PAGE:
The Tech Miser: Another Bluetooth Headset And A Privacy Browser

Android / Audio / Mobile / Security / Tech

In the last miserly column, we talked about the Jarv Joggerz Pro. Today, let’s start with the Photive BTH3. These are not the small, lightweight earphones like the Joggerz Pro, nor are they tiny, unnoticed earbuds. They look more like the headphones used by studio engineers. You know, the big ones that are sometimes referred to as “cans,”  and you’re not likely to run with these, nor be able to hide the fact that you’re using them.

Photive BTH3

Photive-BTH3-headphonesThere is one similarity to the Jarv Joggerz Pro earphones.  Audio is good and you can comfortably adjust volume to allow or block out outside sounds… and that’s where the similarities end. The Photive BTH3 has more bass, obviously. While they might not be a choice for those into really heavy bass, they do have good balance if you listen a lot to music where you want all the instruments clear, without a heavy emphasis on the bass line. The BTH3s do that nicely.

You can feel the weight of the headset, but not drastically. It’s well padded over the ears and under the crossbar over the head.  So, it’s comfortable to wear for longer periods. Like all the other headsets designed to be used with a phone, it has all the controls you’d expect, plus a microphone to answer calls. It touts up to 12 hours of use, and I’ve done 6 with no loss of power.

The “included in the box” stuff are the headset, a hard travel case, a USB charging cord, and a 3.5 mm cable (male on both ends). That last allows physically connecting the headset. You can do that and shut off Bluetooth on your phone, saving your phone’s battery or use it to connect to a non-Bluetooth device. It doesn’t appear to change audio quality and since that’s already decent, it’s no surprise.

Yes, besides all the pros, there are a couple of cons. At $49.95, they’re getting close to the next tier in pricing. I said they’re comfortable and they are. But I have the headband fully extended. If you have a larger hairstyle or head, these may not fit as well as you’d like. I don’t think they’d be uncomfortable, however you may end up getting more outside noise than you want because they don’t fully sit over your ears.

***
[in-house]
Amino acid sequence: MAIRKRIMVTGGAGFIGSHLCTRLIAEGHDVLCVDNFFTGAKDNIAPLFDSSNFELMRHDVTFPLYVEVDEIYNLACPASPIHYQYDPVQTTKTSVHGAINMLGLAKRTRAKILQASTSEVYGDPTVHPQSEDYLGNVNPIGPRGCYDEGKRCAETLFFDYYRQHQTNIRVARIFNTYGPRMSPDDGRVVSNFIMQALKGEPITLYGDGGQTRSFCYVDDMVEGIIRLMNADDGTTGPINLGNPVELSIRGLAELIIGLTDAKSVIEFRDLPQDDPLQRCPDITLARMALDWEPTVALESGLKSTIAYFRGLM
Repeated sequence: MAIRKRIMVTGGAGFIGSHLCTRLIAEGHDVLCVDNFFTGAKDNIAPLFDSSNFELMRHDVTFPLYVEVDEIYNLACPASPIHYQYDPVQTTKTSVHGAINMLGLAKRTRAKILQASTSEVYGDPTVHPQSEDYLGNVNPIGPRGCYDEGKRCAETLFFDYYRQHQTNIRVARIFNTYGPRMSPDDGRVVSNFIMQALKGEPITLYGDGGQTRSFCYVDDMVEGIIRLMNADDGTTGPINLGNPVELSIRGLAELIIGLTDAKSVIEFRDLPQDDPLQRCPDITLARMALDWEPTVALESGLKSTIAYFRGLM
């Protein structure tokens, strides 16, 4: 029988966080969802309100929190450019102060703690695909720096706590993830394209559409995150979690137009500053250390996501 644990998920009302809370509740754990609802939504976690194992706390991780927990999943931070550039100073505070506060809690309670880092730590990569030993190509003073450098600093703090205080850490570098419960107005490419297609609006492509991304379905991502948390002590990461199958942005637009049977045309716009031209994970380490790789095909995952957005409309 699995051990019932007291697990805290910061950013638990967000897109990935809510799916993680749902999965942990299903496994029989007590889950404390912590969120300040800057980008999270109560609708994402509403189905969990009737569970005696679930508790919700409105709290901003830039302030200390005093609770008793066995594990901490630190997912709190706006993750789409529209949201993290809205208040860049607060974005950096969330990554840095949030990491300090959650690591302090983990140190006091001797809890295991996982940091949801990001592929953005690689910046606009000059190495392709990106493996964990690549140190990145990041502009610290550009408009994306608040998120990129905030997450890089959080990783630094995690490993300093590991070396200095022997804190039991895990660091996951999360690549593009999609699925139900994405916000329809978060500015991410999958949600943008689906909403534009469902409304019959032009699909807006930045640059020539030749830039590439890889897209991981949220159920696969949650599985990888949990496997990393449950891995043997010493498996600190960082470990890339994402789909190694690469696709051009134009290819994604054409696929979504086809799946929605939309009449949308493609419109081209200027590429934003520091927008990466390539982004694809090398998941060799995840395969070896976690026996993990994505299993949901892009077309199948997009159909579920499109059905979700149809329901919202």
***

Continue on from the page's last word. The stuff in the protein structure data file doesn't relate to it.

My Google Now feed had mention that Samsung was introducing an ad blocking browser for its phones. If you’re as miserly as I am, you know that most ads use graphics and trackers, and those dip into your data bucket. Not good. Samsung’s browser adds a Secret Mode to that. That last equates to Chrome’s Incognito and Firefox’s private browsing features.  And the ad blocking requires a third party ad blocking app for blocking to work.

Samsung adds one feature I haven’t seen before. You can select webpages that will be encrypted to access them on your device, requiring a fingerprint or passcode to access them. Very handy if you need to keep certain information more private.The downside  is that Samsung’s browser is available only on newer versions of Android and newer models of Samsung devices. So does that mean you’re out of luck? Well only for that particular browser.